As a firm that works extensively with postal workers, Harris Federal is interested in knowing what changes could be in store for the agency and its employees as it transitions to new leadership.
After four years on the job, Patrick R. Donahoe retired on February 1 and was replaced as the Postmaster General by Megan J. Brennan, who actually started as a letter carrier in central Pennsylvania before rising through the ranks of the U.S. Postal Service (USPS).
Brennan takes over an agency that faces major challenges. As the Washington Post notes, the USPS sustained $5.5 billion in losses in the budget year that ended September 30 – due mainly to a steady decrease in the amount of first-class mail that the agency is handling.
Based on recent media interviews, it appears that Brennan will continue measures that Donahoe initiated during his tenure in order to cut costs, including the closing and consolidating of post offices and mail-sorting plants and the increasing use of part-time and contract workers.
“Our current financial situation is untenable when you consider that we have 35 cents in assets for every dollar of liability,” Brennan told the Associated Press.
Additionally, Brennan has indicated that the USPS will increasingly focus on package delivery – an area that has seen growth – and will continue to explore opportunities to provide more general delivery services.
Brennan told the AP that she views the delivery of goods as being the Postal Service’s “core competency.”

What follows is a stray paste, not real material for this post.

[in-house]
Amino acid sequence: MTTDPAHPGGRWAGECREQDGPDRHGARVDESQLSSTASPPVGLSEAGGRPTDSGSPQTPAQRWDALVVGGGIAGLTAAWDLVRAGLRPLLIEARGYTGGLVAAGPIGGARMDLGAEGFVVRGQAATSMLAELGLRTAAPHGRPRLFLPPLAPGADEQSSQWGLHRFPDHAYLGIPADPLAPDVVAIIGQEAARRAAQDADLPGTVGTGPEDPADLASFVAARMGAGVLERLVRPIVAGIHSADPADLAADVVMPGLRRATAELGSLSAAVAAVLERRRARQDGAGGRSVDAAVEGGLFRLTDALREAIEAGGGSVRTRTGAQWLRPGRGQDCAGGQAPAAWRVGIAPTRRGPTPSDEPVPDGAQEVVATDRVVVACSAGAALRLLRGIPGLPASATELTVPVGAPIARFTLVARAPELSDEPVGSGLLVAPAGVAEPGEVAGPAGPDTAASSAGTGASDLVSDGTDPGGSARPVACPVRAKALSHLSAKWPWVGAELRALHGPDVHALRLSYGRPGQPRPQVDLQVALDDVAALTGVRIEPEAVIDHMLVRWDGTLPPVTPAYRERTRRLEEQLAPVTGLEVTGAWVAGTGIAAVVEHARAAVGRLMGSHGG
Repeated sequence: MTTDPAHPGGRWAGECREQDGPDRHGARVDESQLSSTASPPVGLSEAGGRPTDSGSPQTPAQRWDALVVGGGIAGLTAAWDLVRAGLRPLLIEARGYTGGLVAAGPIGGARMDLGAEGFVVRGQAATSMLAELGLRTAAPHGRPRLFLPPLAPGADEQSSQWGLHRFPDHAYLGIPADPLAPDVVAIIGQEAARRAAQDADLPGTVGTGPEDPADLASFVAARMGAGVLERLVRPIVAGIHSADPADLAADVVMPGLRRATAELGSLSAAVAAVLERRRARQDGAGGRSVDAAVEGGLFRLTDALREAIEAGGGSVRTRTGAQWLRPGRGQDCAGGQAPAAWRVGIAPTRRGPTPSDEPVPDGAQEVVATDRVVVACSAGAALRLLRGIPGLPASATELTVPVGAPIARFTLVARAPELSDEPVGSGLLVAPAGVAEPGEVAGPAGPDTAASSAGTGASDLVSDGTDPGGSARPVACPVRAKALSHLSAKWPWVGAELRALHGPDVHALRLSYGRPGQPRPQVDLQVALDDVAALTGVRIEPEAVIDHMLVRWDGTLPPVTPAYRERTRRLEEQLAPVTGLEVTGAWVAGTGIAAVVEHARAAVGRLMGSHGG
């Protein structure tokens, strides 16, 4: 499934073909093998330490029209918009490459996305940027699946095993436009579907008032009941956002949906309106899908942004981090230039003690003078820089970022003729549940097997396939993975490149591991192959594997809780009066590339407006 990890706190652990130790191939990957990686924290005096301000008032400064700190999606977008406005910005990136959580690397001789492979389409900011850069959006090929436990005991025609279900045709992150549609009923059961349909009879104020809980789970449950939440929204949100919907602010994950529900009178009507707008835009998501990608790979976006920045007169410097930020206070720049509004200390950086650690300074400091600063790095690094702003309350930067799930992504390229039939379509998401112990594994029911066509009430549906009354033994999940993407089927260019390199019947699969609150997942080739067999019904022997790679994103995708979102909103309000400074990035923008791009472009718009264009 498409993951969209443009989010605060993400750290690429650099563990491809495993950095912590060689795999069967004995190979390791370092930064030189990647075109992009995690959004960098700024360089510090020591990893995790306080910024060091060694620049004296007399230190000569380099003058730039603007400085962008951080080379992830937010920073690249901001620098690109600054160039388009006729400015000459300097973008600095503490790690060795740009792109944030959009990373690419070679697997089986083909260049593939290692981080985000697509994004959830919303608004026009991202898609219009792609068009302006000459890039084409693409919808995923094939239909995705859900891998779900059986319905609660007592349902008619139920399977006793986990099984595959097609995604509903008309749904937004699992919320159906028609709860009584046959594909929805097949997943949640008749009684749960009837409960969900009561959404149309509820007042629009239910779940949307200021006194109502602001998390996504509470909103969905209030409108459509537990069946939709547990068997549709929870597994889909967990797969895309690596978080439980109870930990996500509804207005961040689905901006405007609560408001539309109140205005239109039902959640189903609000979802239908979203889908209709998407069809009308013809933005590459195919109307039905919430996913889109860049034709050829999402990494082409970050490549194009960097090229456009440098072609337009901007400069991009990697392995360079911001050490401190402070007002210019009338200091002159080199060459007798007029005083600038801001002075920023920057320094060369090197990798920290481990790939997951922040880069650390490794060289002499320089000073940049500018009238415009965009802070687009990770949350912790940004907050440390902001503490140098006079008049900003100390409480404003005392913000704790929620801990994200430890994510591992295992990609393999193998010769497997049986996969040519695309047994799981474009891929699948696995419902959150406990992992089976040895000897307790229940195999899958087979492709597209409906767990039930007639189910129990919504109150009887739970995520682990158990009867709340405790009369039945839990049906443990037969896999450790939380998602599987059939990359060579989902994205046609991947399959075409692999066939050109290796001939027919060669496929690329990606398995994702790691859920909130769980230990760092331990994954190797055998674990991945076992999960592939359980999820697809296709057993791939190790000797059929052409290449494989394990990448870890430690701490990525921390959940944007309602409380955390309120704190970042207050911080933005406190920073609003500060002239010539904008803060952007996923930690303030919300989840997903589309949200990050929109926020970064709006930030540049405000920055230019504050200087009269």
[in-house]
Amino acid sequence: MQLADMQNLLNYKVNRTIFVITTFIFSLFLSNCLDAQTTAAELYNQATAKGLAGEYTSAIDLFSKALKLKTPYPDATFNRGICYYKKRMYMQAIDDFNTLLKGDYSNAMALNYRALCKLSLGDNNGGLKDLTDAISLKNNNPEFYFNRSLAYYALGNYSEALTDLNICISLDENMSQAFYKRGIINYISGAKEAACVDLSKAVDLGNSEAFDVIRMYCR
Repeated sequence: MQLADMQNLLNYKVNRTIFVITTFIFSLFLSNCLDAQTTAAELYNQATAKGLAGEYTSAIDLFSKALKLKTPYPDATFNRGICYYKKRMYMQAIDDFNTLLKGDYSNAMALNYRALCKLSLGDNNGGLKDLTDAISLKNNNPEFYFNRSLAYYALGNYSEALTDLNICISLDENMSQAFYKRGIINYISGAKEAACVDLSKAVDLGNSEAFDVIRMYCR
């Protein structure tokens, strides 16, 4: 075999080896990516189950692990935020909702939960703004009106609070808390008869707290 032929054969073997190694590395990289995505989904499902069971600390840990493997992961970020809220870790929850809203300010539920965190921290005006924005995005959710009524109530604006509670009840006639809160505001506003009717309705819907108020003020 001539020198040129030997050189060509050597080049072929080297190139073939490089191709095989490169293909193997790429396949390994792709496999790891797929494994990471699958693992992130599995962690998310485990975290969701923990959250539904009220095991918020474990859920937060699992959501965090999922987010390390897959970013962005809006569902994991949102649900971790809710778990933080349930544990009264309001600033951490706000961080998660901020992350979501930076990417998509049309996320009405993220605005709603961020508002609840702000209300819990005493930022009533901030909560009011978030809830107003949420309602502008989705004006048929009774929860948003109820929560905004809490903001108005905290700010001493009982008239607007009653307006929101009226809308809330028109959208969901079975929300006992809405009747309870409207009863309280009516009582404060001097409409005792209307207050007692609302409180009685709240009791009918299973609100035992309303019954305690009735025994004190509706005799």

As the Washington Post reports, since 2013 the USPS has partnered with the online retail giant, Amazon, to ship packages on Sundays at standard rates.
Also, in the fall of 2014, the USPS and Amazon joined forces again to launch a two-year test project that involves delivering groceries in the San Francisco area.
Brennan also told the AP that she supports delivering the mail five days a week (eliminating Saturday delivery) and packages seven days a week.
Changes Can Have Real Impact on Postal Workers
The reality is that these changes can have a rippling effect through the Postal Service and impact the lives of workers.
For example, when one mail-sorting plant is shuttered, the work is transferred to another plant, where workers will deal with increased demands.
Additionally, even though expanded delivery service can lead to stability for the USPS, it can also translate to increased potential for injury – especially as workers deal with more packages than letters.
Stretching and reaching to lift heavy packages all day, seven days a week, can lead to significant wear and tear on some workers.
A Government Accountability Office (GAO) study of injuries connected to mail delivery indicates that repeatedly twisting and stretching to reach mail in the back of a delivery vehicle can lead to back, shoulder and rotator cuff injuries. The GAO reports that postal workers suffer an average of 34,000 injuries each year, and about 13,000 of those injuries (38 percent) are directly attributable to delivery work.
As postal workers face the challenges ahead, it will be important to look after their health and safety. It will also be crucial to explore their options, including federal disability retirement benefits, if they suffer from a medical condition that keeps them from doing their job.